A popular product sold to control algae growth in ponds will have to be taken off the shelves in the autumn if OATA’s fight to get it removed from the new Biocides Regulation is not successful.

Pouches of barley straw or bottles of extract are due to come under the full force of the EU regulation from September. This is despite assurances from officials in the European Commission to OATA, received as far back as 2005, that the organic substance would not be included.

The trade association, which is the voice of the ornamental fish industry, says its inclusion in the Regulation is ‘frankly bonkers’ because tonnes of barley straw are put into water reservoirs every year to control algae and this practise will not be covered by the new law.

When barley straw is sold as a product to control algae in ponds it will be classed as a biocide and will cost manufacturers thousands of pounds to prove it is safe to use, making it just too expensive to continue producing. But if they do not do this it will be illegal for retailers like garden centres and aquatic shops to sell the product so it will have to come off the shelves.

“It just seems frankly bonkers that tonnes of barley straw can be put into the water that eventually comes out of our taps to drink but we’ll no longer be able to put a small pouch of it into our garden ponds,” said OATA Chief Executive Keith Davenport.

“We couldn’t believe it when we saw barley straw had been included in the new regulation because during discussions in 2005 officials in the European Commission said barley straw would be excluded when the new law was drawn up. But this hasn’t happened and it’s not even included in Annex 1 which lists products where a simplified authorisation procedure might be used.

“Manufacturers face a mountain of paperwork to prove this product is safe to use in a garden pond. It’s going to be just too expensive to do that which means from September it’ll be illegal to sell it. Yet the water companies can continue to put tonnes of barley straw into water reservoirs because they buy straw direct from farmers who are not selling it as a way to control algae. That simply doesn’t make sense.”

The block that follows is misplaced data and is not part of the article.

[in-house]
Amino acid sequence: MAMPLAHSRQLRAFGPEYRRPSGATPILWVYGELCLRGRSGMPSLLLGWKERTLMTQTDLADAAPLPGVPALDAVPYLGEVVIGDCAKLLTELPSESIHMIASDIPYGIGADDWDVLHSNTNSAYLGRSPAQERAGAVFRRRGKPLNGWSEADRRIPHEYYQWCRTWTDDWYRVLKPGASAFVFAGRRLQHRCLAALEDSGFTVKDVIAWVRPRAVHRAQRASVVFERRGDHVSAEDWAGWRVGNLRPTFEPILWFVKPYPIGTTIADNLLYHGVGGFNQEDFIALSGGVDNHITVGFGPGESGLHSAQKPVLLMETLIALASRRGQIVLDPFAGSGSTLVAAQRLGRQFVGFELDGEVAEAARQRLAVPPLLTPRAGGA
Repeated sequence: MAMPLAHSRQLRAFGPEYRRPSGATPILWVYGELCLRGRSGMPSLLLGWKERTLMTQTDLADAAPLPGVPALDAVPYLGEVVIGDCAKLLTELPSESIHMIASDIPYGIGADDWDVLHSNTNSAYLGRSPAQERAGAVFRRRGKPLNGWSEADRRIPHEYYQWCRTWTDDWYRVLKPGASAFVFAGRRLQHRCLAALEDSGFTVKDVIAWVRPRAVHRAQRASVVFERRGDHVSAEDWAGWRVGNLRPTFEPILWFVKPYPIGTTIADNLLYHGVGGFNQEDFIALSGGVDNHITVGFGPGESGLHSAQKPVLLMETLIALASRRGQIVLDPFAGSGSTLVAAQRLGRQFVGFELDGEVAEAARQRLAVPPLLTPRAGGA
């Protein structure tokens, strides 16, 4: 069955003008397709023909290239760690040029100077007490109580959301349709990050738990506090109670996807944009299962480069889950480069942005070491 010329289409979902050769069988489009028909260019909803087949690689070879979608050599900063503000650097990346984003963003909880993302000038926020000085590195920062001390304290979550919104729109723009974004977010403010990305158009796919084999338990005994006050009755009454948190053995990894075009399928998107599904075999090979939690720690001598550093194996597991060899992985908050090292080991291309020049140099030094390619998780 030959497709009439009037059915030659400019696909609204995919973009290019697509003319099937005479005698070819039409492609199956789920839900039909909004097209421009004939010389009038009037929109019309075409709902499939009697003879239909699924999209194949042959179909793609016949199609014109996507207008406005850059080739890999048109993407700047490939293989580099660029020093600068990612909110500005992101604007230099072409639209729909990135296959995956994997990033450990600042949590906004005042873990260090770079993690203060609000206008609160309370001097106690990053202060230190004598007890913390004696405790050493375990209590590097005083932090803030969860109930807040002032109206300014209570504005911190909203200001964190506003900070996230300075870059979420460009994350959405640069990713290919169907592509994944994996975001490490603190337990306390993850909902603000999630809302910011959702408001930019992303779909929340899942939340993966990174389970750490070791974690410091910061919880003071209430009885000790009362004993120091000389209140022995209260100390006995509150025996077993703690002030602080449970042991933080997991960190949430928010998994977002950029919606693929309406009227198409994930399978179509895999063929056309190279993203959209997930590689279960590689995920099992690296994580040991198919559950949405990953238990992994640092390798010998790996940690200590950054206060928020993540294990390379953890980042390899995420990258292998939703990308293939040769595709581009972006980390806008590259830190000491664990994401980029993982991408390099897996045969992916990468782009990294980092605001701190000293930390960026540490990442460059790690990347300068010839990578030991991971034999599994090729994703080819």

With just a small window of opportunity to get the product removed before it becomes law OATA is lobbying the Health and Safety Executive, which has responsibility for enforcing the regulation. But with the summer approaching the trade association is worried there is not much time to mobilise support.

“We have asked our members to write to their MPs and we are also lobbying the Health and Safety Executive and the Minister for Business, Innovation and Skills. Including barley straw in this regulation is effectively strangling this product to death with red tape and it adds nothing to public safety, which is after all the intent behind the regulation.”

Simon Langdale, Director of Maidenhead Aquatics, a large retailer with more than 100 stores across the country, says his company will lose around £50,000 in turnover a year.

“It’s not an expensive product but customers will probably buy it three or four times a year. It just seems lunacy to me. People like the product because they see it as natural and something that’s safe for their pets and wildlife. It seems insane for it to be included in this regulation.”

When organic matter rots in water it produces chemicals which, when exposed to light, help to slow down the growth of algae which can choke up ponds and reservoirs. This process happens naturally in every body of water across the country but adding barley straw helps to speed up the process.